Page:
The Whitehills taking a dump on Ironrath is getting a little too repetitive, as the latest annoyance Gryff is another in a long line of people threatening the Forresters with war and just so happens to have the last name of Whitehill or Bolton. But things with Ironrath change this time thankfully when a ‘secret’ meeting with Gwen Whitehill, who is currently looking after Ryon and visited the funeral at the end of “Lost Lords,” reveals there’s a traitor in the Forresters’ mists. She’s clearly not lying when she mentions the choice you made regarding a plan of action against the Whitehills, of either exiling Gryff or rescuing Ryon, in the small Forrester council meeting. My current bet says it was the Maester, but with GoT, who knows. But until Rodrik can snuff out the traitor, he has to make the ultimate choice of submitting to Gryff, at Gwen’s urging to stop a possible war, or not backing down. I chose submission, as hard as it was to do so, but it makes Gryff think he’s in total control and he’ll start to relax…and then the Forresters can strike.
Mira’s troubles at court get exceedingly worse, as Margaery essentially turns on Mira once she learns about Mira’s deal with Tyrion. And try as one might, she takes everything the wrong way, leaving Mira threateningly close to being shipped back home and not in a place to help her family. And just when a possible ally steps in to help, Joffrey has to go and die at his wedding to Margaery (thankfully) and Tyrion is framed for the murder, meaning Mira’s upcoming deal with Tyrion gets really toxic. But the ally, Morgryn, says his offer is still on the table if Mira can get the decree Tyrion had drawn up, so Tom (the Coal Boy who’s been helping Mira so far) assists her stealing the decree. He wants Mira to burn it, but she can choose to keep it. I wanted to burn it, but accidentally pressed the wrong button, so it’ll be interesting to see how important the decree becomes in the season.
As usual, not much has changed in regards to the controls and gameplay for the series, but I did like how they had players press X to say the vows of the Night Watch as a way to increase player agency; It helped to give players a way to connect to and understand Gared’s reservations about taking the mission beyond the Wall, as it was important for the player to say the vows by pressing X just as much as it was for Gared kneeling in front of the Weirwood tree. It’s a small thing, but it’s important for the Telltale team to make each moment and each decision have added weight and difficulty, so this was a inventive way of doing so. The music by Jared Emerson-Johnson (who scores the other Telltale games) has mostly felt like it could be part of the Game of Thrones show, if not just slightly off, while retaining his own distinctive flares heard across the other Telltale games. And yes, the oil painting look still doesn’t feel like the best choice, but it won’t be changing anytime soon.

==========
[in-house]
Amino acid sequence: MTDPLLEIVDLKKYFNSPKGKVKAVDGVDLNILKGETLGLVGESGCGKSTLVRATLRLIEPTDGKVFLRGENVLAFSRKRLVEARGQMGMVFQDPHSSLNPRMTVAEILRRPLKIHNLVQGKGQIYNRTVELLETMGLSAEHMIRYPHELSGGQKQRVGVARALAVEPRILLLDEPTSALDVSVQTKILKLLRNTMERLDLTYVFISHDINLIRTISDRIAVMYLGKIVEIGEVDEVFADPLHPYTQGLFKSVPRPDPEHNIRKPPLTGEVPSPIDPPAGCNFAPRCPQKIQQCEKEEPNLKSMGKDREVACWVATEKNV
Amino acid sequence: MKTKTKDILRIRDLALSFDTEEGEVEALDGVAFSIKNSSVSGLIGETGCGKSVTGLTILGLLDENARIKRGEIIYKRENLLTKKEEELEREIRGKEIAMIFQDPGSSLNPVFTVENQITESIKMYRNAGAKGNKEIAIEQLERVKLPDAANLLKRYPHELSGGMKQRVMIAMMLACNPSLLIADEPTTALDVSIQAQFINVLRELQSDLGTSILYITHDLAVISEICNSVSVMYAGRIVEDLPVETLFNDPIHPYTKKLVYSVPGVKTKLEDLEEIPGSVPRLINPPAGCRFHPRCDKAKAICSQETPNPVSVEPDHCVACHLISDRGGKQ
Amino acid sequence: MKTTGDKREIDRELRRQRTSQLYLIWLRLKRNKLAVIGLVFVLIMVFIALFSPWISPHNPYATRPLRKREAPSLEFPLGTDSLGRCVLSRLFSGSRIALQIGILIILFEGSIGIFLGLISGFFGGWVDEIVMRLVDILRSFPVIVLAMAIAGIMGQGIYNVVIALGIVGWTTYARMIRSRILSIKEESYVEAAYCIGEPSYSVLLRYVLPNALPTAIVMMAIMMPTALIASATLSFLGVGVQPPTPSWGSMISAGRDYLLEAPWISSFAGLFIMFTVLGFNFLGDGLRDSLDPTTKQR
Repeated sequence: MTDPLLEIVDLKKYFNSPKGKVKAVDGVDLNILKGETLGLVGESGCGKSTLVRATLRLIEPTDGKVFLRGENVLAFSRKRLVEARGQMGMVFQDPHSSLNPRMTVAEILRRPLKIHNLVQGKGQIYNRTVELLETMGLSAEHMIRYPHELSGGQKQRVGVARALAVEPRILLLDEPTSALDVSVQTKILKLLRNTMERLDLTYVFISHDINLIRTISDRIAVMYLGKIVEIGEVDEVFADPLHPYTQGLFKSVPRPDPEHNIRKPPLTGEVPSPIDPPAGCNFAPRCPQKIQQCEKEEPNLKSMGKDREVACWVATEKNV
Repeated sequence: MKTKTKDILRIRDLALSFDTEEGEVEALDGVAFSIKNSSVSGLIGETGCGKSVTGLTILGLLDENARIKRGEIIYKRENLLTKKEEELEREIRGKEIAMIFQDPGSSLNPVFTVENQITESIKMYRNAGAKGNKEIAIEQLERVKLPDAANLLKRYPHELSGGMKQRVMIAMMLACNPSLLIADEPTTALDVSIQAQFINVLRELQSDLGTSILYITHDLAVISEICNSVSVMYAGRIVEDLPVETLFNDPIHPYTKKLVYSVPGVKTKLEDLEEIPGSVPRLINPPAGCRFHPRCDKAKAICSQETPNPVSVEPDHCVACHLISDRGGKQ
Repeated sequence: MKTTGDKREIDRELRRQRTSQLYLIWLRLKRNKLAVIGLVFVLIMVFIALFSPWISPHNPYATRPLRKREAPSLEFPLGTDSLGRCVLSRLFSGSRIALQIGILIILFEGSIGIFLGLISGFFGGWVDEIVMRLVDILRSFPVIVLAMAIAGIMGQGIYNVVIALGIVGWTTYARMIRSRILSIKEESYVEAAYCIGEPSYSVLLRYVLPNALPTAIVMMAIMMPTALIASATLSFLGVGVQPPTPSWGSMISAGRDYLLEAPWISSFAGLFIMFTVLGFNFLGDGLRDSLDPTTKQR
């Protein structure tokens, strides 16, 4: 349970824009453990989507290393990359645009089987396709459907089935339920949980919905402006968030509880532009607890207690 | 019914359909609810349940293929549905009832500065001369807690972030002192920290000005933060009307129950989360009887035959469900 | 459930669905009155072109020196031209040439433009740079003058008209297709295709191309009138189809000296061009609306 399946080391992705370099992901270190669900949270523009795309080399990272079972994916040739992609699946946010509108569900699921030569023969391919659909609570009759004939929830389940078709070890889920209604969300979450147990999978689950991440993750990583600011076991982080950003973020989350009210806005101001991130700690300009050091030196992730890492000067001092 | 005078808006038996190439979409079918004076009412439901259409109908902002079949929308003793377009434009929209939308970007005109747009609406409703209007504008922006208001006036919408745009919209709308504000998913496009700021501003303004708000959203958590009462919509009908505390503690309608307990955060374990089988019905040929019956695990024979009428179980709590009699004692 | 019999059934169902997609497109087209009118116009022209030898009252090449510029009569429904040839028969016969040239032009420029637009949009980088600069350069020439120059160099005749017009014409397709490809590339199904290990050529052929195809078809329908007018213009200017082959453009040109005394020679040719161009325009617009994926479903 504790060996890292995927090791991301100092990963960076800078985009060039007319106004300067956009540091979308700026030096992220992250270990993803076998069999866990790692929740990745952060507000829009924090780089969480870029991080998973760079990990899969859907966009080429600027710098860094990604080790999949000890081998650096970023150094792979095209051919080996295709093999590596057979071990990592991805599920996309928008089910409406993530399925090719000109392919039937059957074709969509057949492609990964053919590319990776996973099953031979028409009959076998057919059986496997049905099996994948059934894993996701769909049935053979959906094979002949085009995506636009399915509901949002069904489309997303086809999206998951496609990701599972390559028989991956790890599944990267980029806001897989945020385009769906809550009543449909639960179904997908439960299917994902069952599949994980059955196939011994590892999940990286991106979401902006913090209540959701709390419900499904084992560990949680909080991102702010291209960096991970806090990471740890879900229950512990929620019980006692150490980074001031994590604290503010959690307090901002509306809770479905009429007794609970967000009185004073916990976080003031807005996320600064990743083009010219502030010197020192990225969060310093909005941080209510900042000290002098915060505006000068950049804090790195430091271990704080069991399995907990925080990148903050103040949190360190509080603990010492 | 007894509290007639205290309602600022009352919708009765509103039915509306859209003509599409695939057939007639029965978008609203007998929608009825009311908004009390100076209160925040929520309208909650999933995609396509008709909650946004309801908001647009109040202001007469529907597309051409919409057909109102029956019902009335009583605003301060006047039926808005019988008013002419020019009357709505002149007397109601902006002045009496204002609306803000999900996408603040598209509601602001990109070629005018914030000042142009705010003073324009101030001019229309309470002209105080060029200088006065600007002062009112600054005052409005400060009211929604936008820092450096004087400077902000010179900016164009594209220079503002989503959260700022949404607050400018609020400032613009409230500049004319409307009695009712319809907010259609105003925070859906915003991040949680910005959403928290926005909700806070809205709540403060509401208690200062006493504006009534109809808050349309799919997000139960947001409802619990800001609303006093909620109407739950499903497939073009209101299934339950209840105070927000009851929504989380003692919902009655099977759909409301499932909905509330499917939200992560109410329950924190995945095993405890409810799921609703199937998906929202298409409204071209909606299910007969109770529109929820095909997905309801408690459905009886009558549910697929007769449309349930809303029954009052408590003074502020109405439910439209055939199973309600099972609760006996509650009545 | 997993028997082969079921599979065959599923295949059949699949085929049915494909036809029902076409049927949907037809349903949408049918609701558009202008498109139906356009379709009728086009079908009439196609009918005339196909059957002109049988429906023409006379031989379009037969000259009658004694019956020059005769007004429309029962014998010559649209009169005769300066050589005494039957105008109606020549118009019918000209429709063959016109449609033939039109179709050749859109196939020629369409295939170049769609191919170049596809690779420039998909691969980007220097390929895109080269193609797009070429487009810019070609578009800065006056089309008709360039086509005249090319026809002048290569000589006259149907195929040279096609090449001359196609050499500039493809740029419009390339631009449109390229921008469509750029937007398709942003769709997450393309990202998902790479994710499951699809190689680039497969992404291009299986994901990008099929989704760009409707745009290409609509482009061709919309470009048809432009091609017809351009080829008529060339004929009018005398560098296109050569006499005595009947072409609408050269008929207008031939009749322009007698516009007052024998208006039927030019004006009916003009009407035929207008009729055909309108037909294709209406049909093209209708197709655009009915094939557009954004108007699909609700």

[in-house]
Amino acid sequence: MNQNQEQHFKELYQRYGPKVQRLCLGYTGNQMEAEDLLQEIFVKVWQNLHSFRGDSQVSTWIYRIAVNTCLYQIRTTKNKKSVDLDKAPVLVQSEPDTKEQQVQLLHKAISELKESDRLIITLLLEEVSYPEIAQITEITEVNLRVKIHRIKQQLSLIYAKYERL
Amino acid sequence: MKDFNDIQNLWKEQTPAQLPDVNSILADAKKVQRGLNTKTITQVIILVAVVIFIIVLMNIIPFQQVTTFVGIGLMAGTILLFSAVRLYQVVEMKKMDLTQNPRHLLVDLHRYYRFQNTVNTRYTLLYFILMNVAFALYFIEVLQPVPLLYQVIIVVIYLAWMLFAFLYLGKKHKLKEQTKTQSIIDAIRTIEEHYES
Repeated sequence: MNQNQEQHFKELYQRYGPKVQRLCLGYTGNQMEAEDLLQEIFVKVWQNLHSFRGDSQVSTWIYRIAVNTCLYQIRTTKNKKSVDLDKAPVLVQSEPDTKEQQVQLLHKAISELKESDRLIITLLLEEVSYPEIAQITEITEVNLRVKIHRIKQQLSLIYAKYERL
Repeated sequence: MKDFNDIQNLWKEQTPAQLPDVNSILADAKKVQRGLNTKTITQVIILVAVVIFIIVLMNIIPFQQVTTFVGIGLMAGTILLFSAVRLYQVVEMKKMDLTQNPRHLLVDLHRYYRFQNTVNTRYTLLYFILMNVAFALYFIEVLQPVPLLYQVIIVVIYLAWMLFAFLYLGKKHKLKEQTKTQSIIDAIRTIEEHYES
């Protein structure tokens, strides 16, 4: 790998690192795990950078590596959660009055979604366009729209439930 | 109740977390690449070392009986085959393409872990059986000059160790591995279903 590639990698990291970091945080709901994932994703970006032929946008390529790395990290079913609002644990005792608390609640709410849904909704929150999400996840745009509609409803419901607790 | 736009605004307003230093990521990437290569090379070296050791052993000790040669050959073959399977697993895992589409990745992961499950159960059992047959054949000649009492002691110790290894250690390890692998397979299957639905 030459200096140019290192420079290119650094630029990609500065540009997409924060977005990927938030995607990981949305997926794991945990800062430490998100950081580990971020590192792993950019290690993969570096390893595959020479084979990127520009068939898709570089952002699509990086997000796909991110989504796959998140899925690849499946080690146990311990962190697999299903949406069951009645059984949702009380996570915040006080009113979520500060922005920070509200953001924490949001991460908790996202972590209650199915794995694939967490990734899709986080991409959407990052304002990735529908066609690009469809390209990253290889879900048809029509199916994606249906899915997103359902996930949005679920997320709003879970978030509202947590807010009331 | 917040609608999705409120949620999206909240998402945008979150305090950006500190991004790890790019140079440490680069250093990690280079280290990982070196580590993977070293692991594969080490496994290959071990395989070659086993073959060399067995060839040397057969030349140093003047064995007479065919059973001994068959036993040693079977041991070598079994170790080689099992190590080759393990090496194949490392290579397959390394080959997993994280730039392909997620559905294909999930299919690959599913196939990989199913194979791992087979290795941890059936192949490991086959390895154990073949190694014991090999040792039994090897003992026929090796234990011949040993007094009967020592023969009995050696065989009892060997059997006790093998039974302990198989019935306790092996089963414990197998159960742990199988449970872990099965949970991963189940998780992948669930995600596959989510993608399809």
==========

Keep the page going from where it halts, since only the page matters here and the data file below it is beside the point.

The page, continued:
Here are a few other things:
- While some of the game’s character models of their live-action counterparts feel off, unsurprisingly the CG Drogon translates much better into the game.
- All these familiar faces, while nice, have been slowly making the world of GoT feel just a little bit smaller or at least it feels like a little too much coincidence going on.
- I found it more funny than anything, but there was a glitch where the rain falling around Talia and Rodrik during their conversation at the end wasn’t getting stopped by the roof above their heads.
- Overall though, the glitches weren’t as bad as previous episodes, but it still doesn’t completely run smoothly.
The more mystical/fantasy aspects of the Game of Thrones series have begun to creep into the edges of Telltale’s tale, spicing up some of the characters and putting others in the path of new and exciting dangers. “The Sword in the Darkness,” has made this game series that much brighter and promises some great adventures ahead.
+ Gared’s mission
+ Asher adds humor
+ Mira’s court life gets worse and worse
– Repetitive issues at Ironrath